Apologies for the simplifications of the descriptions of the talk, but I am going for the main themes and not necessarily all of the nuances of the authors. All three talks are worth watching.
Here is a TED talk on reversing diabetes by restricting carbohydrates and adding fat
Here is a TED talk about reversing diabetes by becoming a vegetarian
And here is a third TED talk, not on diabetes but improving hunger issues by eating unprocessed foods (third strategy)
Are you confused yet?
I think that there are two major points here that form an underlying theme that links all of these approaches together.
One, humans are remarkably plastic in our ability to adapt to different diets. The low carbohydrate crowd have long brought up the Inuit, who eat an inherently low carbohydrate diet due to food source availability. But there are cultures (in which many people live to very old ages) that eat relatively high carbohydrate (Japanese culture comes to mind). So it would be very surprising if there were not a multiplicity of effective diets, and it is possible, if not likely, that there is more than one way to improve diets to stop diabetes and manage weight. The best diet is one that the patient can actually follow and succeed with.
Two, and the reason for the third video, is that both of the strategies that appear in the first one naturally shift people towards more complex foods, the point of the strategy in the third one. Generally speaking, that seems to be a common theme in the actual recipes given. For example, the Zone Diet could use a chocolate bar to make up the carbohydrate portion of the diet. But they then immediately bring up glycemic index, which pushes you towards fruits and vegetables. The second video uses examples of carrots and vegetarian chili as food, not a 2 liter bottle of coke (which is a vegan according to the company). The first speaker uses the example of sauteing mushrooms, again the use of a vegetable product.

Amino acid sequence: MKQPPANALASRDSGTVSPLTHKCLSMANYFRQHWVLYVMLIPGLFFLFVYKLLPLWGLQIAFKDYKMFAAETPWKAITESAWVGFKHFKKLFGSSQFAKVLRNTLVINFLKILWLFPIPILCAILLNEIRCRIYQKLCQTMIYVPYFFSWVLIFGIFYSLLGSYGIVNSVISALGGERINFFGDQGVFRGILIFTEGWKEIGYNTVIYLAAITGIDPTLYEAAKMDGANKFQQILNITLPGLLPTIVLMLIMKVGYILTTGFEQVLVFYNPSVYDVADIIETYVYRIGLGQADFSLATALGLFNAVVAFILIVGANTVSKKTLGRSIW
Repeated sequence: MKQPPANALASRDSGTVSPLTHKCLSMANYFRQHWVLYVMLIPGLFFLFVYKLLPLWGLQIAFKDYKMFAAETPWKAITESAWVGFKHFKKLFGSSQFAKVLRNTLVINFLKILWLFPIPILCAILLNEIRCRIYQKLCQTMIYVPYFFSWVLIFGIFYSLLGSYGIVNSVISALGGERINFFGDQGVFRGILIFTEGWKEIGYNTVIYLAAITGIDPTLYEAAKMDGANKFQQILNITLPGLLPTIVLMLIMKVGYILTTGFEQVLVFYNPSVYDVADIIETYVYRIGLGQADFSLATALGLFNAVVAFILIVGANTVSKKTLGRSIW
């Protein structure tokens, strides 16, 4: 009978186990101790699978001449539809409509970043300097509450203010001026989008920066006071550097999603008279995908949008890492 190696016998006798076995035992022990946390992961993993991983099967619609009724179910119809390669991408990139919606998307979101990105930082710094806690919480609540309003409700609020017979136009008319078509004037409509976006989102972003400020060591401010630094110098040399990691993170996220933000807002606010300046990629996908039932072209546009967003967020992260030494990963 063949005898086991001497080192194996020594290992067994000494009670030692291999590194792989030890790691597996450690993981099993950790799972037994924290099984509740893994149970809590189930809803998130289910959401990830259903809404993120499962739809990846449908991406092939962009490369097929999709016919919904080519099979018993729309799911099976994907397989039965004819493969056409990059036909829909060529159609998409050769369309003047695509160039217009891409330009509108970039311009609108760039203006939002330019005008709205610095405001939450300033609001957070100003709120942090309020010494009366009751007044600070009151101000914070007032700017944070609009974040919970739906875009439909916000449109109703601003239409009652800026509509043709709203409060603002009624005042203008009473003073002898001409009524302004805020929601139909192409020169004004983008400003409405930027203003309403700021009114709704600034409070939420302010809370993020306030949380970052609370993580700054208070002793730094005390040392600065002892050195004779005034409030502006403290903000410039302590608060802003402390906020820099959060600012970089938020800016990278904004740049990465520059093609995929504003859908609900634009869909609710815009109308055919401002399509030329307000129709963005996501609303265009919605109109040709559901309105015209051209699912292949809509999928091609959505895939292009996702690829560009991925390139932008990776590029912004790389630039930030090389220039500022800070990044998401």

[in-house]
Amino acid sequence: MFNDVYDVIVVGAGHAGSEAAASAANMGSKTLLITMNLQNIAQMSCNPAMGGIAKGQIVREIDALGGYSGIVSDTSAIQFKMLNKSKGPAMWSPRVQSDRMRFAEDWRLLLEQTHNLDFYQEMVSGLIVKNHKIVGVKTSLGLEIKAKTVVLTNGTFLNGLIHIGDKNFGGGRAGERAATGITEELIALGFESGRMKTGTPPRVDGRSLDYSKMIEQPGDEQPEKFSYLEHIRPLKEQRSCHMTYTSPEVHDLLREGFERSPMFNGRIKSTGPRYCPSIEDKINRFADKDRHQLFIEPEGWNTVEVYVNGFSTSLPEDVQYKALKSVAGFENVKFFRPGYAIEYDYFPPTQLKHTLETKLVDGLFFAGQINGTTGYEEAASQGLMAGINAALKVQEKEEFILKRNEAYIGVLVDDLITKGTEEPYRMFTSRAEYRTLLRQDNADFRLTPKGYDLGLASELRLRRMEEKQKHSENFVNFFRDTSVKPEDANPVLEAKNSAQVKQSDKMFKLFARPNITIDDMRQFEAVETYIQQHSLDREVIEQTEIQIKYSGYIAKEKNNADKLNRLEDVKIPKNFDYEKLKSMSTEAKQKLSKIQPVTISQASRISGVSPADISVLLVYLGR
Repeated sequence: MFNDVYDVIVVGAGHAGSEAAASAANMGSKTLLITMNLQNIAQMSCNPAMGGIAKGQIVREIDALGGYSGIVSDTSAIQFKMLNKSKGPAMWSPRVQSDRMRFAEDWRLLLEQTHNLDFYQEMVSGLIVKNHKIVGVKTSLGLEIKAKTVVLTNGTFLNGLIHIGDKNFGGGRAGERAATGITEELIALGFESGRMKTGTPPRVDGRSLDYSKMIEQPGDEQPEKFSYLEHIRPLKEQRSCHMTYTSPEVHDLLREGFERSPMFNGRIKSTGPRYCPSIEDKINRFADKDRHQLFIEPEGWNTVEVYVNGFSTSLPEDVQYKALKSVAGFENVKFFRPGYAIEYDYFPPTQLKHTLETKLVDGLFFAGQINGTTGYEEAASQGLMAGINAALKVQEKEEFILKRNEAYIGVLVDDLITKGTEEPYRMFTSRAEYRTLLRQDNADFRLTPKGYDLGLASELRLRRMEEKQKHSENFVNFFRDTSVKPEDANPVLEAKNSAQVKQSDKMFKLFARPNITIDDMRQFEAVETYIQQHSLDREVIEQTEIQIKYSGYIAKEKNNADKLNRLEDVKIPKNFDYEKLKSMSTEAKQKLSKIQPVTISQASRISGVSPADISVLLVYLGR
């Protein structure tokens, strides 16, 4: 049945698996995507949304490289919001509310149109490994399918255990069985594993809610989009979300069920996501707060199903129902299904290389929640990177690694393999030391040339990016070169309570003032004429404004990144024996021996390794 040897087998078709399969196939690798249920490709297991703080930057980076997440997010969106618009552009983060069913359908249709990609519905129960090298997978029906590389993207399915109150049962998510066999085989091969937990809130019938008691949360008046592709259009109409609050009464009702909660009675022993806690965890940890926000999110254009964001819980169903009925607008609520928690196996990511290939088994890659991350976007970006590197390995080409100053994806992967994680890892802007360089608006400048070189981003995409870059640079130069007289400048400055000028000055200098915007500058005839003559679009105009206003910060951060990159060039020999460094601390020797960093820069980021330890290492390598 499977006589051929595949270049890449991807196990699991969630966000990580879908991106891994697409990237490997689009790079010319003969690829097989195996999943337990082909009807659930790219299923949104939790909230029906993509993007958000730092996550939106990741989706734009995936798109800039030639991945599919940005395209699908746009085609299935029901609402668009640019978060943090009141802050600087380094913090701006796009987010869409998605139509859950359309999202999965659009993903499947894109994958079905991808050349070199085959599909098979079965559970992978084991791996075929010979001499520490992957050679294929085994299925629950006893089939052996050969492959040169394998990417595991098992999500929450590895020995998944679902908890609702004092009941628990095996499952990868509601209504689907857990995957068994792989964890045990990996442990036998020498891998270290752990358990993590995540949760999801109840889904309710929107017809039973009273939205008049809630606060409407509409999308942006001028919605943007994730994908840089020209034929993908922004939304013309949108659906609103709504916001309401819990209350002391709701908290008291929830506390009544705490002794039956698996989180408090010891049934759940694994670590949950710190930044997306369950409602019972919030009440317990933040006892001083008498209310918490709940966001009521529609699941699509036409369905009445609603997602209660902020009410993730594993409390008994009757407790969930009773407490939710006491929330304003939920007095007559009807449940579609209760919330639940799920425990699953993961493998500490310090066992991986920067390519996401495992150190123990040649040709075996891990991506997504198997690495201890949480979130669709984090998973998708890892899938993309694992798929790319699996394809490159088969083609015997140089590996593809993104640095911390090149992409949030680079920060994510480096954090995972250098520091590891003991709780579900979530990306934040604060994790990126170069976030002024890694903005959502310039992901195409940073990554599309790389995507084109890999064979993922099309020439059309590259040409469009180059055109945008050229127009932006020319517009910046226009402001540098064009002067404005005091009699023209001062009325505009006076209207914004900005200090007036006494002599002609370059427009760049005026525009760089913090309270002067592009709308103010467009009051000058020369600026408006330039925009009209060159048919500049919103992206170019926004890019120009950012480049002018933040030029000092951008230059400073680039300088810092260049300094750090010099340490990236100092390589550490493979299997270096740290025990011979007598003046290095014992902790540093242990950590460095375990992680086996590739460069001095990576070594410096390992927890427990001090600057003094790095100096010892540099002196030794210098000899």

So I suspect (I don;t know for sure) that these three approaches are a lot more compatible than it first appears. It is hard to overdose on sugar as a vegetarian if I am getting my carbohydrates from apples and broccoli.
Now, I do want to point out that this is a very complicated topic and the research into it is ongoing and challenging. Food is the classic example of something hard to remember: how many bananas did you eat last year? But the search for common themes may yet be very useful in puzzling out what might actually be effective.
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